New investments have dropped across the world amid the pandemic, but when investments were diverted from China, Japan and Europe, Bangladesh fell behind its competitors to grab them.
High interest rate, weak infrastructure, environment not conducive to business and no incentive for investors are the reasons why Bangladesh failed to draw new investments, said the Foreign Investors' Chamber of Commerce and Industry (FICCI) in a webinar on Wednesday.
Placing a report on foreign direct investments, Masrur Reaz, chairman of Policy Exchange, said Bangladesh received the lowest FDI compared to its competitors.
The amount of FDI from January to September 2020 fell 19.5% from a year earlier. Around the same time, Vietnam saw FDI drop by only 3.2% and Indonesia 5.15%.
However, FDI in developing countries came down at an average rate of 12%.
Masrur said FDI in Bangladesh was less than in other emerging markets even before the pandemic. While Vietnam received $16 billion and Indonesia $23.56 billion in 2019, Bangladesh received only $1.59 billion.
In his analytical report, Masrur said foreign investors study global indexes before putting funds in businesses, and Bangladesh ranked 168th on the ease-of-doing-business index among 190 countries.
Out of 140 countries, Bangladesh is 69th on the burden of government regulations index and 84th on efficiency of legal framework index.
Masrur thinks all these indicators are putting up obstructions to foreign investments.
Bangladesh had the opportunity to draw investments from countries including China and Japan but it could not explore those, said Mahbub ur Rahman, chief executive officer of Hongkong and Shanghai Banking Corporation.
India set an example amid the pandemic by attracting huge foreign investments and it offered incentives to foreign companies, he said.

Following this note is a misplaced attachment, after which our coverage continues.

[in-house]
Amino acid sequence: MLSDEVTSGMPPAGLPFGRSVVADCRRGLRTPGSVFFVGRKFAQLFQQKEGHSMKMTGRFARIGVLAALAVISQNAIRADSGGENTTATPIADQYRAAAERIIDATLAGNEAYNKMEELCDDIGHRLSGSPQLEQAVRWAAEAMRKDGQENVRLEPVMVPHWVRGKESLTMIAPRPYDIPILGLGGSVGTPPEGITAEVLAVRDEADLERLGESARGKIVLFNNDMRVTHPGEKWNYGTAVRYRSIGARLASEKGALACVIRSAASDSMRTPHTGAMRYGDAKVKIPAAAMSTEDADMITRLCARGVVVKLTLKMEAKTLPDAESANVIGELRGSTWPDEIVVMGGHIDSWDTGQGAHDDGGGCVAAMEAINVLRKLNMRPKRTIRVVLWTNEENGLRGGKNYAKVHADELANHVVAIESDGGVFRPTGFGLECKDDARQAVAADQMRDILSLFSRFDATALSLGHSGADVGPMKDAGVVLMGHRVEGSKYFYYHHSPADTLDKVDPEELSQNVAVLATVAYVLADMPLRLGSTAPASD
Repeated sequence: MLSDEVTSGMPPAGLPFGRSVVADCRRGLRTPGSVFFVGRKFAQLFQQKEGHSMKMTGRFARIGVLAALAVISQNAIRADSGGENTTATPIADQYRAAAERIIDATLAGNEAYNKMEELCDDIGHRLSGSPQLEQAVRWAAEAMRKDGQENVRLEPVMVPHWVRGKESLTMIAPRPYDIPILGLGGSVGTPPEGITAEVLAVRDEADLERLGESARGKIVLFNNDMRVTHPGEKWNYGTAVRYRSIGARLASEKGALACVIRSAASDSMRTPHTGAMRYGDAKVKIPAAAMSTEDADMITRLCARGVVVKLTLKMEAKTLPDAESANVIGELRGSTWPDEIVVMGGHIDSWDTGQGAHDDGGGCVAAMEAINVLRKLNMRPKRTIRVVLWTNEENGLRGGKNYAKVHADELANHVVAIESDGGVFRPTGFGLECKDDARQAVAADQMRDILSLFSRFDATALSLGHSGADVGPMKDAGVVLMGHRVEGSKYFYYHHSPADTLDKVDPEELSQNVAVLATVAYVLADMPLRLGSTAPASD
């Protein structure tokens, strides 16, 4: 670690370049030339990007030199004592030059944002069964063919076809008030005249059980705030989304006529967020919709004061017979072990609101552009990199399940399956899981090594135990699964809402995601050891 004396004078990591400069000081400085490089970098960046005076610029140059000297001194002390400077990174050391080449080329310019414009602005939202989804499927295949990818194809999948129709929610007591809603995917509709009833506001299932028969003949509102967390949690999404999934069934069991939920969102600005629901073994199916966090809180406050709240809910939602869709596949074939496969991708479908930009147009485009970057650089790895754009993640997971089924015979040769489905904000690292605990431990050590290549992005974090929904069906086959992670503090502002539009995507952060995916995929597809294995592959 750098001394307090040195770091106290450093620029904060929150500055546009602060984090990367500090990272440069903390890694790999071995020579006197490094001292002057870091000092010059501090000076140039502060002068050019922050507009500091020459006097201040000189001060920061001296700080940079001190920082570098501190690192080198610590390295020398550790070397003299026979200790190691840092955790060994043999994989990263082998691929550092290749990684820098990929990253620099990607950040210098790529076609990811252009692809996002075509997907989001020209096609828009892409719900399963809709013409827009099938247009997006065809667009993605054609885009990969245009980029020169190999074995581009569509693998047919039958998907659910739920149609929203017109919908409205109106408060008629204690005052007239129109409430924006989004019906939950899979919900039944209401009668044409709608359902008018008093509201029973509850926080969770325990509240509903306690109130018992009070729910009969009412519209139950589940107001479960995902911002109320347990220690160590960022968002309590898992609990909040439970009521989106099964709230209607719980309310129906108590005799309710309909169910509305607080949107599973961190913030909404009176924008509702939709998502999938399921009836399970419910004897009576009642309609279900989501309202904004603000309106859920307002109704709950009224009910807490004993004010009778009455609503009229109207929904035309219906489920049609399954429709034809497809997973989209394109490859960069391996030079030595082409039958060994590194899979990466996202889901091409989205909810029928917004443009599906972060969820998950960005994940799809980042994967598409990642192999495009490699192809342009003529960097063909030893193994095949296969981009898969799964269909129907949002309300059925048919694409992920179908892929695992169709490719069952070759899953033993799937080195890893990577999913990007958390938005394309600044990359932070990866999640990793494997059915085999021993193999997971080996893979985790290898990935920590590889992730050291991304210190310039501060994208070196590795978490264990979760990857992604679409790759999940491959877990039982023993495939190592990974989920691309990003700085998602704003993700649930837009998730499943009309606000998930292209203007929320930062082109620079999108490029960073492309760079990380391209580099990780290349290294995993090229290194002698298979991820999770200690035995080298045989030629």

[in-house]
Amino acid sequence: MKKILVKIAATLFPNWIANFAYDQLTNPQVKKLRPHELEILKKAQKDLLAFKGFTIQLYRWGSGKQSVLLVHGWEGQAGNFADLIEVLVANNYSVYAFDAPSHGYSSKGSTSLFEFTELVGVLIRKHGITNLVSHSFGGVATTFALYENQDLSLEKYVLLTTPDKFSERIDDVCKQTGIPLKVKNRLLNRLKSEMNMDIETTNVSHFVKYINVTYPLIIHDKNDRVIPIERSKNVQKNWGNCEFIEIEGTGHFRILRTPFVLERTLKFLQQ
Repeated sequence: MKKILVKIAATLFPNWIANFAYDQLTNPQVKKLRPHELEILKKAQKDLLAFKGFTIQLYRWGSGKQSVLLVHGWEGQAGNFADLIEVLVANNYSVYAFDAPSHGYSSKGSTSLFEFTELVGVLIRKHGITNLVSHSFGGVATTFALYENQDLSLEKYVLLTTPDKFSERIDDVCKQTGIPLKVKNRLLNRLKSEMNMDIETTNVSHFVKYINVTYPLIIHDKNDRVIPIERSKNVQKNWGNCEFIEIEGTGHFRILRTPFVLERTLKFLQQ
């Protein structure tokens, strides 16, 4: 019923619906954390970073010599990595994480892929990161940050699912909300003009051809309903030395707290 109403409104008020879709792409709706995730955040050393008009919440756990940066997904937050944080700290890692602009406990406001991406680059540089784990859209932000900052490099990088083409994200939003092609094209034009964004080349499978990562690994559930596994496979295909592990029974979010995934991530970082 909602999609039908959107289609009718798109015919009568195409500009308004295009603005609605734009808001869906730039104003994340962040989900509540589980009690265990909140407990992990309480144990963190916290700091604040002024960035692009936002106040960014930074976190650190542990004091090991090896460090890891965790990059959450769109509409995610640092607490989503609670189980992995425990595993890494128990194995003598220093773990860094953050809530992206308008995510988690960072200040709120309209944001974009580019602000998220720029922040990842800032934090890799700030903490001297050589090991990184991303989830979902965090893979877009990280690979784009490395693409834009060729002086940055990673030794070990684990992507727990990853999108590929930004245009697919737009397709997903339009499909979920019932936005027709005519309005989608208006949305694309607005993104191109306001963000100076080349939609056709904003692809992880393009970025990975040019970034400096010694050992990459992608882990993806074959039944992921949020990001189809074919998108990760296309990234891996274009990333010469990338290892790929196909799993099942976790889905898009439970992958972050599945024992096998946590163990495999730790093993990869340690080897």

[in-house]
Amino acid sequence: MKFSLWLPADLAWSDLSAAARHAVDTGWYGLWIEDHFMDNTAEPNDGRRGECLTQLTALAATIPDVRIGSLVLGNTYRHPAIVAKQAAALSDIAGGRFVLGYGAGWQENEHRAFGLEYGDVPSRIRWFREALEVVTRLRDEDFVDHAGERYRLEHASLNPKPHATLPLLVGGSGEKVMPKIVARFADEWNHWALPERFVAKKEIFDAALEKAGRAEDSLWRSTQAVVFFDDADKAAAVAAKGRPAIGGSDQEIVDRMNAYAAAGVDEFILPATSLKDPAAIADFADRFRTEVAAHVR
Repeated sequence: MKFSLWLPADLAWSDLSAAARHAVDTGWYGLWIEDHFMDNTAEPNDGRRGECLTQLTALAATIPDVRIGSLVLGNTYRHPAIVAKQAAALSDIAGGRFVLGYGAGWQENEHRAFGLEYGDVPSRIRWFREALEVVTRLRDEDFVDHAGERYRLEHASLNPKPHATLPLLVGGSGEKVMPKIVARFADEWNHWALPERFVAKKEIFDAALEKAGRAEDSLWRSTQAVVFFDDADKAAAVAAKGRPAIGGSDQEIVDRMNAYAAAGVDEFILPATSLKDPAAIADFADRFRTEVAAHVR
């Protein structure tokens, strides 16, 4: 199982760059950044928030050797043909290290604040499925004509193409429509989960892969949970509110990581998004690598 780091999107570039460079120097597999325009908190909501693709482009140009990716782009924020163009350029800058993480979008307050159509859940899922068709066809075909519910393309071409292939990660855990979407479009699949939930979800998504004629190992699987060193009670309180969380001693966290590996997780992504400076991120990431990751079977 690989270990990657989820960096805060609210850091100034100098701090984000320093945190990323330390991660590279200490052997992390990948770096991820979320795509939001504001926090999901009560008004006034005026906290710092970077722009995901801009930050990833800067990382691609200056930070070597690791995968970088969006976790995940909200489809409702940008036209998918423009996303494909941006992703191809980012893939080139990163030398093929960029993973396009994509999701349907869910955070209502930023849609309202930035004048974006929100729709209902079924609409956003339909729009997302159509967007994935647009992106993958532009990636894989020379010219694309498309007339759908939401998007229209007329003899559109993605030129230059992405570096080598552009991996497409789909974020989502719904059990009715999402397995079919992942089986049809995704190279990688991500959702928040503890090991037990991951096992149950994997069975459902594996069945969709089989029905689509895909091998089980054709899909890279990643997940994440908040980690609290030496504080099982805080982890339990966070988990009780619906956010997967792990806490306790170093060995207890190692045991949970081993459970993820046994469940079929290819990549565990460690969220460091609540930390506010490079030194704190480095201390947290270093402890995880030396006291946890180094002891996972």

Salman Fazlur Rahman, private sector industry and investment adviser to the prime minister, said that to attract FDI, Bangladesh Investment Development Authority (BIDA) had provided many opportunities to foreign companies.
The communication network through ports and roads have been improved alongside better utility services. But investors give priority to India because its consumer base is large, Salman F Rahman said.
"The main complaint around investments is bureaucratic tangles. We are working on it. The situation has changed fast."
Bida launched seamless and one-stop services. When it comes to incentives, local and foreign companies are getting equal opportunities for business, Salman F Rahman said.
Masrur said corporate tax in Bangladesh was higher than in its competitors. While it is 35% in Bangladesh, it is 30% in India, 28% in Sri Lanka and 20% in Afghanistan and Vietnam.
In Myanmar and Indonesia, corporate tax is 25%. Malaysia imposes 24% corporate tax and Singapore 17%.
On top of corporate tax, high VAT and complications in the VAT law play as discouraging factors for investments, Masrur said.
Moreover, inconsistencies in the tax law are preventing investments from coming in, said FICCI President Rupali Chowdhury.
Salman F Rahman acknowledged tax-related complications in Bangladesh.
"Our tax-GDP ratio is poorer than neighbouring countries. The National Board of Revenue is exerting pressure on the existing taxpayers to meet its target for not being able to expand the tax net. We have to solve this problem."
Steps have been taken to digitalise taxation.
FBCCI Vice-President and CEO of Unilever Bangladesh Kedar Lele said foreign organisations played a role not only in employment generation but also in creating talent manpower.
There is great scope of foreign investments because of the labour force. But weak infrastructure, regulatory issues and weak linkage connectivity are the reasons why foreign companies are reluctant to come here, Lele said.